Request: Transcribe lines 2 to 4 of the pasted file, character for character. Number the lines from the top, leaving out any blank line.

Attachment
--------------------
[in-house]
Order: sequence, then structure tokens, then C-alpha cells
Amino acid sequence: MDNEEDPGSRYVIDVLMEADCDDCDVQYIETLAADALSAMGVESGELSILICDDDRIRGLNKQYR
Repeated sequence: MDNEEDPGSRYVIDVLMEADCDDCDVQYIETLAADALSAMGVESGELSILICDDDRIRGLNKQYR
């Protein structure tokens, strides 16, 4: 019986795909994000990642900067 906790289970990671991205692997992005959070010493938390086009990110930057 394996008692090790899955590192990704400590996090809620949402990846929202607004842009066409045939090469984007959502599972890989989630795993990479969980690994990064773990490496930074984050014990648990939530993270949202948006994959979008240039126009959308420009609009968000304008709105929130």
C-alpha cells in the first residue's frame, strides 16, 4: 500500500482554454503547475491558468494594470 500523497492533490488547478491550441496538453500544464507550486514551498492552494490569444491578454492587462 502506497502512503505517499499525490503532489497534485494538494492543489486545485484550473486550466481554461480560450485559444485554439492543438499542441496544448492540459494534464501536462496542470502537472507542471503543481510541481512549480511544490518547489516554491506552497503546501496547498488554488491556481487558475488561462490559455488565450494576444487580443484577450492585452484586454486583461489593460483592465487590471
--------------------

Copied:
Order: sequence, then structure tokens, then C-alpha cells
Amino acid sequence: MDNEEDPGSRYVIDVLMEADCDDCDVQYIETLAADALSAMGVESGELSILICDDDRIRGLNKQYR
Repeated sequence: MDNEEDPGSRYVIDVLMEADCDDCDVQYIETLAADALSAMGVESGELSILICDDDRIRGLNKQYR